IMOS is currently analysing phytoplankton communities sampled along Continuous Plankton Recorder (CPR) transects in the Australian sector of the Southern Ocean. Any changes in species composition and abundance spatially, seasonally and inter-annually are recorded, and then the data are uploaded to the Australian Ocean Data Network (AODN) Portal.
The Australian Antarctic Division have deployed Continuous Plankton Recorders in the Southern Ocean for 30 years, offering an excellent long-term data set for researchers monitoring overall conditions in the Southern Ocean. IMOS is also contributing to the CSIRO image database for marine plankton and assisting with the construction of identification guides for the hundreds of taxa that have been found.
Along with the routine phytoplankton analysis of Southern Ocean CPR silks, we have been using Scanning Electron Microscopy (SEM) to identify problematic taxa. Overall, the SEM work provides excellent qualitative data – in ‘value adding’ to information already gleaned from light microscopy – but it is not a realistic method for quantitative analysis of CPR samples.
How to access the data:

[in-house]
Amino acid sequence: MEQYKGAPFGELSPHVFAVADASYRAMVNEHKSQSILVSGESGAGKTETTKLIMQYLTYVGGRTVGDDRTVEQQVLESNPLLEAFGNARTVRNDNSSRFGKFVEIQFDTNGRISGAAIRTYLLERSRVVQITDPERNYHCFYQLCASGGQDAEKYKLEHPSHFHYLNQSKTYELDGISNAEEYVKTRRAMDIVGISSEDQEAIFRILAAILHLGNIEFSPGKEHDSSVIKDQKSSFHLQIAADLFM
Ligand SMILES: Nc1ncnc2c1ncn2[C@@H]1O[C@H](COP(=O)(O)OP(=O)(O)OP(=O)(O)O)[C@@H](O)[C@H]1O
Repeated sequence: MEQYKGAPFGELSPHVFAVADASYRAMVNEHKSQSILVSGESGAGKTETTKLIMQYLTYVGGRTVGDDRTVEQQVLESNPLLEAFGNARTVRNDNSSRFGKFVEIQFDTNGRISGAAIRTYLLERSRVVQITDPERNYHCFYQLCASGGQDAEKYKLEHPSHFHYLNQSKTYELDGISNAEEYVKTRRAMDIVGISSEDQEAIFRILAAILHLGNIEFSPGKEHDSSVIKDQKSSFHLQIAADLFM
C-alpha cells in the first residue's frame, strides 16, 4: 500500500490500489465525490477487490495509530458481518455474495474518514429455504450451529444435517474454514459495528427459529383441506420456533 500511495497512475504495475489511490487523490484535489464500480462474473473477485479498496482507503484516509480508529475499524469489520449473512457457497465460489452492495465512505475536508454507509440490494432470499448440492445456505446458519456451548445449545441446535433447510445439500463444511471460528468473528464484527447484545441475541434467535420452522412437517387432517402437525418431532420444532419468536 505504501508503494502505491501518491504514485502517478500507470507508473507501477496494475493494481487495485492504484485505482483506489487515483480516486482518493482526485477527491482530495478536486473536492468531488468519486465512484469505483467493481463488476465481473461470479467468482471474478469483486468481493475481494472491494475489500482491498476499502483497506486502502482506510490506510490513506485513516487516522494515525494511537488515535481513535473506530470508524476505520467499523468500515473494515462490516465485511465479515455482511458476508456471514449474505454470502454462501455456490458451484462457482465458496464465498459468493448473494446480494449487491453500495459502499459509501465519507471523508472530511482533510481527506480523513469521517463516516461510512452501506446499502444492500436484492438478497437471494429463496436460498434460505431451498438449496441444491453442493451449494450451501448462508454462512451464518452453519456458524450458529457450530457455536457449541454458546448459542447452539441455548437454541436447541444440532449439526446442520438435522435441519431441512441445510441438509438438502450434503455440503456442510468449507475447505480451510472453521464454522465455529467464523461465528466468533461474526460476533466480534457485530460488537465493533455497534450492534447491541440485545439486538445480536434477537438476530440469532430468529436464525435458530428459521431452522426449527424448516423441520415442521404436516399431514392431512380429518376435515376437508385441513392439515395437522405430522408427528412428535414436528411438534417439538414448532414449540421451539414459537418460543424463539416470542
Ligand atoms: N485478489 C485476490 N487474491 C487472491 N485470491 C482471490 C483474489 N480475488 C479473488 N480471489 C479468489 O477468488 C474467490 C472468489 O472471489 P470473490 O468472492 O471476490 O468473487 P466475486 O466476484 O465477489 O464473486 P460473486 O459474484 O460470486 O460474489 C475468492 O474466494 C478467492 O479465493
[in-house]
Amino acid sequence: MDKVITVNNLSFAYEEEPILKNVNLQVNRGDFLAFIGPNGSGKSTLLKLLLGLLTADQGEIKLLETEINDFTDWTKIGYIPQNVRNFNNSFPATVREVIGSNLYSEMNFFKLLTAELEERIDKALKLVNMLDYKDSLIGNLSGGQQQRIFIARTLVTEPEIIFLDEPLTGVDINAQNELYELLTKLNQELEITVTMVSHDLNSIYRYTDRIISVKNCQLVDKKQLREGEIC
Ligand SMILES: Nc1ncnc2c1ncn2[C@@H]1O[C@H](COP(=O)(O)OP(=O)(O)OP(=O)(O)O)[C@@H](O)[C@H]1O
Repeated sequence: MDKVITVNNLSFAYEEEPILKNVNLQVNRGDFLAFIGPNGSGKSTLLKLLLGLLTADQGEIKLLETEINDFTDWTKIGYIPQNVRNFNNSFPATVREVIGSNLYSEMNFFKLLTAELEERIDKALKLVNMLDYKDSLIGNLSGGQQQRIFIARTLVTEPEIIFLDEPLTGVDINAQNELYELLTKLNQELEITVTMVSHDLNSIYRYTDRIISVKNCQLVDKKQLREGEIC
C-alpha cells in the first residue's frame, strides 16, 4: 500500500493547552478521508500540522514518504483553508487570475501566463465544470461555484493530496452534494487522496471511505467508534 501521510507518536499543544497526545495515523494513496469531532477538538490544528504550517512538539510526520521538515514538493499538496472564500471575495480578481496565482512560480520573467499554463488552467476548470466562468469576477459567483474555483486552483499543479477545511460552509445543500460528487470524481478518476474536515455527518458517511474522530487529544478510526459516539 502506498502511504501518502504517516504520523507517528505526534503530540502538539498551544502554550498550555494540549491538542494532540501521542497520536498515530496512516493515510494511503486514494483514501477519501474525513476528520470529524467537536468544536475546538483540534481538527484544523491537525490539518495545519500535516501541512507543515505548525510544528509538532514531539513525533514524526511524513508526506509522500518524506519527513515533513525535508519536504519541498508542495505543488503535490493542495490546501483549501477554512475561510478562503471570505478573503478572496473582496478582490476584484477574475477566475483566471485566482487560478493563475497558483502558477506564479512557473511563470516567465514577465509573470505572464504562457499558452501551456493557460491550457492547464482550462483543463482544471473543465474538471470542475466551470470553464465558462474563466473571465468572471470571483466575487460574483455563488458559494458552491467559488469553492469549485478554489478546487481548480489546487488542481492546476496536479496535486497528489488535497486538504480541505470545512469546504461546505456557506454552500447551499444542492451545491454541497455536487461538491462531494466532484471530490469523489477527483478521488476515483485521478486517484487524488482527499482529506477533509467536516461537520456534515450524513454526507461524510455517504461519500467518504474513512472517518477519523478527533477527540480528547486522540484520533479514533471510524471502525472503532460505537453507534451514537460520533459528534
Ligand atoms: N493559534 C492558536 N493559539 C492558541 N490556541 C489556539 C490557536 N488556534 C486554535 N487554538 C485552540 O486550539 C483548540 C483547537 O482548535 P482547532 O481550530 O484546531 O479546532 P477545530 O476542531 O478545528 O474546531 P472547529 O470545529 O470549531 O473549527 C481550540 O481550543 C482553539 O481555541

The Southern Ocean Plankton Data are now available via the AODN Portal, enabling interested users to explore spatial and temporal patterns in the distribution of phytoplankton in the Southern Ocean. It is also easy to search for specific species or other taxa if researchers have a particular group that they are studying.
The direct links to the data are:
These data collections currently only provide plankton abundances in "flat table" form (separate row for each taxon in each sample). However, these data are also available in analysis-ready (absences included, taxonomic changes managed), raw or binned (taxonomic group, genus, species) abundance products. All products are also available in bio-volume instead of abundance on request.
Currently these products can be obtained by contacting imos-plankton(at)csiro.au.
This news item was written by the Southern Ocean Plankton sub-Facility leader Dr Kerrie Swadling.